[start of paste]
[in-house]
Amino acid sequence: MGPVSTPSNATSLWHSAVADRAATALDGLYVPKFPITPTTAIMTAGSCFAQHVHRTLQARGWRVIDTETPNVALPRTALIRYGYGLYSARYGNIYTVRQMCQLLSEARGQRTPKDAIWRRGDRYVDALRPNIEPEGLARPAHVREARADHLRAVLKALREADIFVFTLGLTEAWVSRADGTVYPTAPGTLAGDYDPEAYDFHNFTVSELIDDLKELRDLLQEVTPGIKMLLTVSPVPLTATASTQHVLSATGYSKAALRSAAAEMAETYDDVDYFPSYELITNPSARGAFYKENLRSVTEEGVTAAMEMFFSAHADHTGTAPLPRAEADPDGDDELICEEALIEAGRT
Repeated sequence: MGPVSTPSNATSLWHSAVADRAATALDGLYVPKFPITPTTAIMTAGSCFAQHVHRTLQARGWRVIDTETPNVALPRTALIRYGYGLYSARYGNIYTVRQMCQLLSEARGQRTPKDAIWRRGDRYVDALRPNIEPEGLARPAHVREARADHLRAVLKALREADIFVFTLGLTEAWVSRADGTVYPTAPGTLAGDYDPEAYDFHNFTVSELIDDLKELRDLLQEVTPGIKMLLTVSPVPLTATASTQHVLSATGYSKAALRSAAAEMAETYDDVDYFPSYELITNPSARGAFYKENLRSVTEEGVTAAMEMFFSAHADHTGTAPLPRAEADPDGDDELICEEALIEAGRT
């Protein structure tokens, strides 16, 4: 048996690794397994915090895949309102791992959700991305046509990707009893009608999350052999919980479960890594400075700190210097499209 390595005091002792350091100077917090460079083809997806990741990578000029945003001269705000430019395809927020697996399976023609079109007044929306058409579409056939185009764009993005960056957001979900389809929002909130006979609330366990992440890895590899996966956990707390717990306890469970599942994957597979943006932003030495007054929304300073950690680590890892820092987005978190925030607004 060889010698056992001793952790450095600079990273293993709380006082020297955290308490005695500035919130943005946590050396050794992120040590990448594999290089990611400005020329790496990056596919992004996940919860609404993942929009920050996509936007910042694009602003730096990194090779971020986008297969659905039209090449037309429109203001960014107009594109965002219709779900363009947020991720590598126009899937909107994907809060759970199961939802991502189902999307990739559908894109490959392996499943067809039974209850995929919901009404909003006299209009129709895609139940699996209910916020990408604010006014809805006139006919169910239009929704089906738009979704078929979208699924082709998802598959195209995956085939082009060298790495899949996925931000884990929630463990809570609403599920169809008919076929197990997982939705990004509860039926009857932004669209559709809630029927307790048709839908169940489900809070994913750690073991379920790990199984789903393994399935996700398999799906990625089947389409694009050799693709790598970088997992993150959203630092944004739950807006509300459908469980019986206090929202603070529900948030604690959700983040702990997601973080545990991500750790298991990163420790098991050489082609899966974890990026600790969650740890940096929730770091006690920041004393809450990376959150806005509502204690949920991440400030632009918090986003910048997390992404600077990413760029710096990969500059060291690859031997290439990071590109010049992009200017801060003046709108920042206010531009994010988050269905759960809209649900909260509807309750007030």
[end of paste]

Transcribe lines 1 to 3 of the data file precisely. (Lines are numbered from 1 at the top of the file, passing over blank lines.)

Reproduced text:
[in-house]
Amino acid sequence: MGPVSTPSNATSLWHSAVADRAATALDGLYVPKFPITPTTAIMTAGSCFAQHVHRTLQARGWRVIDTETPNVALPRTALIRYGYGLYSARYGNIYTVRQMCQLLSEARGQRTPKDAIWRRGDRYVDALRPNIEPEGLARPAHVREARADHLRAVLKALREADIFVFTLGLTEAWVSRADGTVYPTAPGTLAGDYDPEAYDFHNFTVSELIDDLKELRDLLQEVTPGIKMLLTVSPVPLTATASTQHVLSATGYSKAALRSAAAEMAETYDDVDYFPSYELITNPSARGAFYKENLRSVTEEGVTAAMEMFFSAHADHTGTAPLPRAEADPDGDDELICEEALIEAGRT
Repeated sequence: MGPVSTPSNATSLWHSAVADRAATALDGLYVPKFPITPTTAIMTAGSCFAQHVHRTLQARGWRVIDTETPNVALPRTALIRYGYGLYSARYGNIYTVRQMCQLLSEARGQRTPKDAIWRRGDRYVDALRPNIEPEGLARPAHVREARADHLRAVLKALREADIFVFTLGLTEAWVSRADGTVYPTAPGTLAGDYDPEAYDFHNFTVSELIDDLKELRDLLQEVTPGIKMLLTVSPVPLTATASTQHVLSATGYSKAALRSAAAEMAETYDDVDYFPSYELITNPSARGAFYKENLRSVTEEGVTAAMEMFFSAHADHTGTAPLPRAEADPDGDDELICEEALIEAGRT